File atime is the last accessed time of the file, in PHP, you can get the last accessed time of any file by:
$last = fileatime('anyfile');
File ctime may be a little misleading in nature as many would think it as the creation time of the file, but actually it’s the meta data such as the ownership or permissions change time of the file in addition to content modification. To get the ctime of a file in PHP:
$last = filectime('anyfile');
wc -l foo.txt
And the system returns:
Meaning foo.txt has 12 lines.
To count unique lines a file has:
sort -u foo.txt | wc -l
Which will simply exclude all extra lines that are identical.
To check whether you are one of the victims that are dwelling on oversold web hosting servers, you need to have SSH access to your server. Now perform the following commands:
cat /proc/cpuinfo | grep processor | wc -l
Which will usually return the number of the CPUs of the current server:
Then, display the server load by
Which outputs a single line of information concerning the server load and how it is doing its jobs:
08:44:12 up 11:09, 2 users, load average: 1.91, 2.37, 2.09
Now you’ve got the data you need to calculate the server oversellingness.
Lost in Linux and shell commanding?
There are a number of ways to get information about a particular Linux command. Chances are you are using bash shell which is currently the most popular shell of all types of Linux distributions, therefore in a sense, what you mean by Linux commands are bash commands.
So what are the ways to know more about a particular bash / Linux command?
ls is probably the most frequently used linux command for listing files under a particular directory, to know more about the command ls, type:
To exit and quit vi text editor, you need to type:
To save the changes you have made and quit:
To discard the changes and quit without saving the file:
What? You have no idea what I’m talking about?!
There’s a detailed step by step tutorial for turning your web host into a socks5 proxy server.
Basically, you use PuTTY to utilize the SSH connection to the web hosting server to be an alternative transport of all traffic between your personal computer browser (or any other web clients such as FTP programs or IM) and the destination site (such as facebook or myspace). Of course, all the transfer will be billed in your web hosting subscription.
Not bad at all, if you have some large chunks of extraly available transfer to spare from your current web hosting plan. It’s simply the most stable and usable proxy server you can get and make for yourself, much better than the servers in all the un*available* proxy servers lists you can find online.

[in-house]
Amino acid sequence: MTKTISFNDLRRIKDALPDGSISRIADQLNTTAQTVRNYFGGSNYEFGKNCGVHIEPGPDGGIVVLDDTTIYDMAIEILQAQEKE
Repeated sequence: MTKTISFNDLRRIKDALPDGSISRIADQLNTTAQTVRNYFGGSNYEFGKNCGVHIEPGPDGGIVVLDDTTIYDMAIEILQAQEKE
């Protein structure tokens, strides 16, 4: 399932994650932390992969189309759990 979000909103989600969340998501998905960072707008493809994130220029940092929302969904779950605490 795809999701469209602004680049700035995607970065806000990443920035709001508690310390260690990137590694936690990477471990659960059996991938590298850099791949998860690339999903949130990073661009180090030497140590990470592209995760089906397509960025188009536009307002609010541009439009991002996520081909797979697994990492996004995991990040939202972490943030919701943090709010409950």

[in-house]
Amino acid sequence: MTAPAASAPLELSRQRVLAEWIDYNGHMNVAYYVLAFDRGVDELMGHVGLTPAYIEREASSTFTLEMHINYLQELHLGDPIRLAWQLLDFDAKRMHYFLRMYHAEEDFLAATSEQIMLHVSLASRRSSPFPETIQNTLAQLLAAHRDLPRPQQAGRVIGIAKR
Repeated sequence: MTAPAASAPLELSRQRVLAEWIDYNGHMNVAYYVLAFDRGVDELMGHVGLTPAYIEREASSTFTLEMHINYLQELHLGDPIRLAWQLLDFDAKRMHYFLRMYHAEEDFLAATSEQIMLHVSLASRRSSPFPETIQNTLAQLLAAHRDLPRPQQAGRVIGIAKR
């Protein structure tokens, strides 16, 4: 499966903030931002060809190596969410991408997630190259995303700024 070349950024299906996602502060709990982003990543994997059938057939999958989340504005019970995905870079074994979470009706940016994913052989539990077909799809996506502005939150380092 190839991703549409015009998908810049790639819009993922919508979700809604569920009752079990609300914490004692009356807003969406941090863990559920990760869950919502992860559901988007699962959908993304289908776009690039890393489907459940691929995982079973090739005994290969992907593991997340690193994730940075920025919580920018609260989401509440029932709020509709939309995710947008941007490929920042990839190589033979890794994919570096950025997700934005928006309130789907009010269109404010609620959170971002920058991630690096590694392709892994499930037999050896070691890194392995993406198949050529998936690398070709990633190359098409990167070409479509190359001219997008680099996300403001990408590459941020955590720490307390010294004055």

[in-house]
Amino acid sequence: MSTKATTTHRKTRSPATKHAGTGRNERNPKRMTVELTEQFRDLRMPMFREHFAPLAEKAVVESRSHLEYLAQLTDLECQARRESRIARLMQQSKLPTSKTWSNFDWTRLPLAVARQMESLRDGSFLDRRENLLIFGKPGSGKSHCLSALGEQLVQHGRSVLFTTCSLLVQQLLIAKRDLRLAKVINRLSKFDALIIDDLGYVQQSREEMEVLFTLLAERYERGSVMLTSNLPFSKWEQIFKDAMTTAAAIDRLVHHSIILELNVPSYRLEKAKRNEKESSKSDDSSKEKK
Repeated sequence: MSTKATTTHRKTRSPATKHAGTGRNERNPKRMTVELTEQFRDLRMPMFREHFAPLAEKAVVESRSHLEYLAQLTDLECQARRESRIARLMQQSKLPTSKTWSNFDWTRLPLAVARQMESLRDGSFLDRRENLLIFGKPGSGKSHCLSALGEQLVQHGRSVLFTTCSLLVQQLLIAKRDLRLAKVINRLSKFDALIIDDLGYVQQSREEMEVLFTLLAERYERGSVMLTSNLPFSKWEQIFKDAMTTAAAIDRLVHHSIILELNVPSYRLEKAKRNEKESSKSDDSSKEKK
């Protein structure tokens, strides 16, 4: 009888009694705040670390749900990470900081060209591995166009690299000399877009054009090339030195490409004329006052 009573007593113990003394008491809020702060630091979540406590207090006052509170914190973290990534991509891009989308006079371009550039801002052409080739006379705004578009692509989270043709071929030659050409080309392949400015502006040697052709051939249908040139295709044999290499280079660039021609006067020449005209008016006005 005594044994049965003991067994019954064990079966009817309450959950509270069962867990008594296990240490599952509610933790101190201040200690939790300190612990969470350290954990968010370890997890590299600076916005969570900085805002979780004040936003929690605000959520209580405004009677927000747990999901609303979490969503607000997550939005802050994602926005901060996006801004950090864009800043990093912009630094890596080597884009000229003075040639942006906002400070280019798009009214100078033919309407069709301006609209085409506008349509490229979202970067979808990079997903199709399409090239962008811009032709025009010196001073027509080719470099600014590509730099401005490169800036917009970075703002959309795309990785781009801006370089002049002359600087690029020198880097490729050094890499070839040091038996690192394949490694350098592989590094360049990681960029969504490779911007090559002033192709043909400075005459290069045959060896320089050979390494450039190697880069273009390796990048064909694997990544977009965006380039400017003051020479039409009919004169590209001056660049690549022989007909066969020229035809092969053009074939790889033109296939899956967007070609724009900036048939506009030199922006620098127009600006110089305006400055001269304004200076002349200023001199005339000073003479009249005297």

Yes you can log into phpmyadmin, backup your database by simply using Export and recover it by using Import. However all lamp servers come with a max upload file size, limited by the smaller of upload_max_filesize and post_max_size while also restricted by php.ini configurations such as memory_limit and max_input_time. What if you’ve got a huge database of hundreds of thousands of records taking up a few dozens of megabytes or even more?
Use MySQL command line to fulfill the same task.
mysqldump -h localhost -u username -p dbname > sqlfile.sql
After dumping it as a SQL text file, you may want to first zip it using the following command:
tar zcf sqlfile.sql.tar.gz sqlfile.sql
And download it to your local computer to be kept safe. When an emergency occurs, upload sqlfile.sql.tar.gz to your web server and unzip it:
tar zxf sqlfile.sql.tar.gz
Now that you have sqlfile.sql, you may proceed to restore it back into database, using the command below.
mysql -h localhost -u username -p dbname < sqlfile.sql
Beware of the less than / greater than mark that’s representing operation directions.
Change localhost to your own mysql server address, username to your own mysql account username and dbname to the name of the database to be backed up or recovered. Straight enough.
Also notice that MySQL user password is not specified in the command line but you will be prompted to enter it after hitting enter.
Just perform this command under the directory:
find . -type f | wc -l
and you will get the total number of files under it (recursively). Simply copy and paste that to do the trick.
Or if you just need to count the files directly under the current directory:
ls -f | wc -l
Which is a lot faster than the previous solution.
This should also work on all *nix OS.